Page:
In his new column on energy, The best hope for energy security, Martin Wolf, the senior economics editor of the Financial Times, after his earlier column that noted the expected growth in world energy demand, takes a look at how supply can provide for such demand. He makes the explicit hypothesis in this article that he will not worry about global warming (promising to come back to the issue specifically in a future column), and looks at the availability of energy sources.
The conclusion is pretty explicit:
Remember that this argument ignores the question of climate change. It asks whether the Malthusians who argue that the world will soon run out of fossil fuels allow the Malthusians who worry about the damage to the atmosphere to cheer up. The answer is an unambiguous no. It will be perfectly possible to run a fossil fuel economy for many decades at prices that are likely to be substantially lower than those of recent times.
...most analysts argue that reserves tell one little about available supplies, that higher prices and innovation generate greater extraction from existing fields, that discovery of new (if smaller) fields is continuing and, most important, that unconventional oil resources are still to be exploited (see chart). So even if production of conventional oil were to peak, the oil era would not be over. The question is rather one of price. The potential at a price of $70 a barrel seems huge. Many argue that the price needed to bring forward additional supply is much lower.
Nor does the end of oil mean the end of fossil fuels. Gas and, above all, coal are even more plentiful. Some would counter that petroleum is a unique source of high quality energy for transportation (which itself accounts for one-fifth of commercial energy use). But it is possible to convert coal and natural gas into "syngas" (synthesis gas) and then into liquid fuels. The question is one of cost. The answer is that this would be more expensive than conventional oil, but not prohibitively so.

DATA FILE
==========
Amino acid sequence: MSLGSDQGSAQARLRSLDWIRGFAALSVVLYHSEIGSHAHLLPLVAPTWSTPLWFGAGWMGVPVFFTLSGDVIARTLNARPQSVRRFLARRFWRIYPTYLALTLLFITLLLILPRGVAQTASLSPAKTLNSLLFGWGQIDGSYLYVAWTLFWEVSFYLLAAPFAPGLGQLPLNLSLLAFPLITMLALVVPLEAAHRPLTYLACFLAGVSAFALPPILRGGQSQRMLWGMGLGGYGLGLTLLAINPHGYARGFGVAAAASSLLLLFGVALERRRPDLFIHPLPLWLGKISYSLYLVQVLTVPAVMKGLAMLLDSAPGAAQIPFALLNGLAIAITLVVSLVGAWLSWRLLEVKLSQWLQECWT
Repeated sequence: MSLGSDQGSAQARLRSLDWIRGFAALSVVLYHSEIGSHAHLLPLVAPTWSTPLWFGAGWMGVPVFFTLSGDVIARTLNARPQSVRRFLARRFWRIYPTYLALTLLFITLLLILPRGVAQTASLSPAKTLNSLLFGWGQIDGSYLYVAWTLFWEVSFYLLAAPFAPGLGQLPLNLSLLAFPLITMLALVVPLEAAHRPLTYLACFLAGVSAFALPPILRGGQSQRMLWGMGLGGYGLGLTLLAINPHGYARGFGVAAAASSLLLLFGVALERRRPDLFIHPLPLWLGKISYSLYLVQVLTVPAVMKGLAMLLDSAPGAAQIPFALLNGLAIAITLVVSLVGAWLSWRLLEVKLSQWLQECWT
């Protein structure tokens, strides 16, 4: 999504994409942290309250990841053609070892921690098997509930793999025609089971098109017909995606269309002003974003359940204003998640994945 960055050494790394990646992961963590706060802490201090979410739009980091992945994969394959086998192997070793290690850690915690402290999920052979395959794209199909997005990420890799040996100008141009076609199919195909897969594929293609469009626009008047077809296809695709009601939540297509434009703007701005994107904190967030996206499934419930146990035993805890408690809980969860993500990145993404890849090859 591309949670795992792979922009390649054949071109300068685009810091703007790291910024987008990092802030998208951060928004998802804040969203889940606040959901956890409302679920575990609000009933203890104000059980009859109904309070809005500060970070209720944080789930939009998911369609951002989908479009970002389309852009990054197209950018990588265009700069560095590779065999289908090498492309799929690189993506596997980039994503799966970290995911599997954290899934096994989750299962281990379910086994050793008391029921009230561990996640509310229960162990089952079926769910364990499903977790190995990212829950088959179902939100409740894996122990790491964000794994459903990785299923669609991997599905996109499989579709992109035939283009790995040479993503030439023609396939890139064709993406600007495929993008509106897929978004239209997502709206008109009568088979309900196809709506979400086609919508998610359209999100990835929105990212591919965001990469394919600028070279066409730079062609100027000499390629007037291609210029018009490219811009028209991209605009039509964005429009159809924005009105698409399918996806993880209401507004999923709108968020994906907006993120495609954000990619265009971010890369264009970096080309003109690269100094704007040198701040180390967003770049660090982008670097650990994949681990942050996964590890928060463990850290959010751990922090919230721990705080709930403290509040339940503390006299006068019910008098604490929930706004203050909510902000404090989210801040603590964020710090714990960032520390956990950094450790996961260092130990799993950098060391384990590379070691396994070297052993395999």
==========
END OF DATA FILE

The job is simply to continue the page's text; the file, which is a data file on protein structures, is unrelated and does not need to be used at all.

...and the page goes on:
He provides the following graph:
According to this, long term $40 oil will be enough to provide us with plentiful new sources of oil, like oil sands, ultra deep offshore, and improved recovery from existing fields. There are a number of reasons why this argument is suspect:
In a diary back last September, I noted that estimates of oil production costs were going up significantly, both for the average cost and the marginal cost (the most expensive barrel needed to fulfill demand, and the one ultimately driving minimum oil prices):
The article contains the usual casual dismissal of renewable energy, which, as it cannot provide the whole solution, is immediately discounted as useless. Nuclear is put in the same sorry bag.
What role then might be played by nuclear and renewables in such a "business as usual" scenario? "Marginal" seems to be the answer. The big points are that renewable energy is expensive, nuclear energy is controversial and overall demand is set to grow substantially.
There are a number of depressing things to read here:
So this story perpetuates all the feelgood stories that maintain the pretense that there is enough oil for the foreseable future, not to mention even more gas and coal, and that alternatives energies are unrealistic and unneeded - and thus that we do not need to do anything - and in particular we don't need to think about conservation and about demand.
I'll wait for his article on global warming to make too rash a conclusion, but this article is not reassuring, to say the least, that we're ever goping to get our elites to take energy issues seriously.